Nov. 13, 2020 —
From Olympian to boot recruit, from the Coast Guard Ceremonial Honor Guard to U.S. Citizen, Seaman Theresa Michalak is getting pretty good at taking oaths. Originally from Halle in central Germany, Michalak raised her right hand once again, this time to take the Naturalization Oath of Allegiance to the United States of America.
In addition to working on a graduate degree, training to qualify for “A” school, and holding part time employment, the former competitive swimmer scheduled a naturalization ceremony in late September, quietly adding U.S. citizen to a rapidly expanding list of accomplishments.
After representing Germany in the 2012 Summer Olympic Games in London, competing in the 200-meter individual medley and four by 200-meter freestyle relay. Following the Olympic performance, Michalak’s talents in the pool were recruited by the University of Florida, where she would go on to swim competitively at the collegiate level. As Michalak progressed closer to graduation, her academic interest in leadership and management had her considering a career in retail.
It was a chance encounter with a Coast Guard rescue swimmer that resulted in the flip turn to public service. During their conversation about personal goals, Michalak had a realization, “They asked me, ‘You’re swimming for yourself, don’t you want to swim for someone that really needs you?’”
Michalak dove in to the idea of becoming a rescue swimmer, headfirst. Undeterred by extra layers of administration in the recruiting process for a non-citizen, and proceeded to boot camp in the fall of 2019 with the goal of becoming an aviation survival technician.
The Ceremonial Honor Guard made their rounds to all of the recruit companies at Training Center Cape May, catching Michalak’s attention, “I wasn’t sure where I would go after boot camp,” Michalak said about the first assignment before “A” school. Interested in representing the poise and professionalism of her Coast Guard colleagues. “When I heard about the Honor Guard, it sounded like a place where I could work on personal goals while preparing to become a rescue swimmer, while also working to accomplish those bigger professional goals of serving something beyond myself.”
In a typical year, the Honor Guard performs an average of 20 ceremonies a week. Members earn at least two specialty qualifications – casket team, color guard, firing party, or drill team – in order to support the funerals and high profile ceremonies at both Arlington National Cemetery and around the country.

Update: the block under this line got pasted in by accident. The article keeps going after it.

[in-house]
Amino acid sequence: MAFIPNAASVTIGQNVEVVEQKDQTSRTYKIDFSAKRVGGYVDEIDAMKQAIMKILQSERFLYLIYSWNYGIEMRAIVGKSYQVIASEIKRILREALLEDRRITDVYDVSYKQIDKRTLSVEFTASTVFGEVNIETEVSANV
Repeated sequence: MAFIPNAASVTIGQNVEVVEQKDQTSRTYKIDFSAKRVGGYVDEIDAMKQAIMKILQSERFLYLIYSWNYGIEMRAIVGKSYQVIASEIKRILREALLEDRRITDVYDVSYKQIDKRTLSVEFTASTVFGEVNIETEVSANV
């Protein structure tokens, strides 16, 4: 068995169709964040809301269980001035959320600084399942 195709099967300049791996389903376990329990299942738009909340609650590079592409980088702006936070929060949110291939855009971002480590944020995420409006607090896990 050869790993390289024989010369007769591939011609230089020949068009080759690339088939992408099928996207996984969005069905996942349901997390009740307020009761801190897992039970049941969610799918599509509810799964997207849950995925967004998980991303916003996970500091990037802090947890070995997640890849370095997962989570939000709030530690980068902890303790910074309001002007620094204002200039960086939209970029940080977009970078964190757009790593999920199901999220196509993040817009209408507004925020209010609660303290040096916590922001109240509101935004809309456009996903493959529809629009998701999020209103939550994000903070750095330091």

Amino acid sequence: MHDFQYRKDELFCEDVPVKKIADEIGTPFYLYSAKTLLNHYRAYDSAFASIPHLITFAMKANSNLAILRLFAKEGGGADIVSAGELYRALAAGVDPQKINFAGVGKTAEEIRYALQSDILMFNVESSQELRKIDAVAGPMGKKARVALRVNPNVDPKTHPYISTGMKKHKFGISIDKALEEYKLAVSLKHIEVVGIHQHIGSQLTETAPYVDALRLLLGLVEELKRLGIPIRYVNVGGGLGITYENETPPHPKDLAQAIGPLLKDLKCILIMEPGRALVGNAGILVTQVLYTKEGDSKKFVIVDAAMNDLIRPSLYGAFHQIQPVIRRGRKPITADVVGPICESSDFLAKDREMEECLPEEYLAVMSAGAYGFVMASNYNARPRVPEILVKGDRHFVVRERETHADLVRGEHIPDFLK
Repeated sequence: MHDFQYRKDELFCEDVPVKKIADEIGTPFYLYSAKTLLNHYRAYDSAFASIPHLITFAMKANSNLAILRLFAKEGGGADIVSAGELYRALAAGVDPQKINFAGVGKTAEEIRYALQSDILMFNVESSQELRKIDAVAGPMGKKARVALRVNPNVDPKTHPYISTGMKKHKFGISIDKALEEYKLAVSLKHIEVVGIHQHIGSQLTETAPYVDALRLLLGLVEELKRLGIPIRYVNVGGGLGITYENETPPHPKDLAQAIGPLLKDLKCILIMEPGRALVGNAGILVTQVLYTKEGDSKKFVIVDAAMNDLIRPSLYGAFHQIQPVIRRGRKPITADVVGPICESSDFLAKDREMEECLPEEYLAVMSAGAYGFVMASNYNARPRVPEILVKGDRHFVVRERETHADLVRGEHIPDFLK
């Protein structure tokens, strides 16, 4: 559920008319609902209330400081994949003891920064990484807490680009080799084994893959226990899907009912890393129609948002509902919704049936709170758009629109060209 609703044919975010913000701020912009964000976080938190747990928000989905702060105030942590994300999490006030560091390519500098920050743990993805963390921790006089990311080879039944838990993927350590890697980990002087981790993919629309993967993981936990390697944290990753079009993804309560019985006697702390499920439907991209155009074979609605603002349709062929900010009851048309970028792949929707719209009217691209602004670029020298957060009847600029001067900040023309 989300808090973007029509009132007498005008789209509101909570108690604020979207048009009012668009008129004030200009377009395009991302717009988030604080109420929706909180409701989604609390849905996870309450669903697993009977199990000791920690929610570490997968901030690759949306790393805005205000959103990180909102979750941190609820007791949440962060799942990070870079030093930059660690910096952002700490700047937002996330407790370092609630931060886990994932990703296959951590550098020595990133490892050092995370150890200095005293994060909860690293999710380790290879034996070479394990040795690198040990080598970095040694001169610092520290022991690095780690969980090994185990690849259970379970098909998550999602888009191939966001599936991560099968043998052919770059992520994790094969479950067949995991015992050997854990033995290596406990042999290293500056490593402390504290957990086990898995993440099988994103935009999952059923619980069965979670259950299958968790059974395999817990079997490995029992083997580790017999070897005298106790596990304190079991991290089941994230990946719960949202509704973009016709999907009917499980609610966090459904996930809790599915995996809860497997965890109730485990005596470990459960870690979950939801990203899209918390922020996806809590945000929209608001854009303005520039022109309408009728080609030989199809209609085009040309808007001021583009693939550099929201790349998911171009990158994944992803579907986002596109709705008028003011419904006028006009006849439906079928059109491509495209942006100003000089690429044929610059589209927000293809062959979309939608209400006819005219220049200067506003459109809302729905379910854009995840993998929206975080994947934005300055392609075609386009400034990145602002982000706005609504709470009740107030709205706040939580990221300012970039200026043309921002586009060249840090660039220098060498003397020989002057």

“We can teach people how to drill but we can’t teach human character,” said Lt. Cmdr. Christopher Kimrey, commanding officer of the Honor Guard. Members are recruited from Training Center Cape May and are selected based on military bearing, poise, pride in uniform appearance, and an aptitude for ceremonial drill, “Theresa met the basic criteria [of an Honor Guard member], but she also has an authenticity that is valued as a member of the Honor Guard.”
Tucked into a quiet suburb outside Washington, DC, Michalak made a new home among good company. In the intensive weeks of uniform preparation, ceremonial marching, and rifle manual of arms that follow boot camp, Michalak came to find shipmates that hail from the Virgin Islands, South America, South Africa, Argentina, and Dominican Republic.
“You train with them, drill with them, eat with them,” Michalak said about the intensity of training and preparation required of the Honor Guard. “We also help each other in a lot of ways. They become your family.”
The recent global health crisis has limited the number of miles traveled and the size of audiences that gather to watch the high-flying weapon ceremonial routines of the Honor Guard, but hasn’t hindered Michalak’s goal-setting. With citizenship in place, Michalak’s focus turns to the physical and mental preparedness necessary for “A” school. The list of accomplishments may be long and Michalak shows no sign of slowing down as she races toward the goal of becoming a helicopter rescue swimmer.
“The commitment to this goal has to come before everything else. It’s the first and last thing I think of in my day. It takes priority over the things I want to do as the thing I have to do. It motivates every choice that I make, including the choice to be a member of the Honor Guard”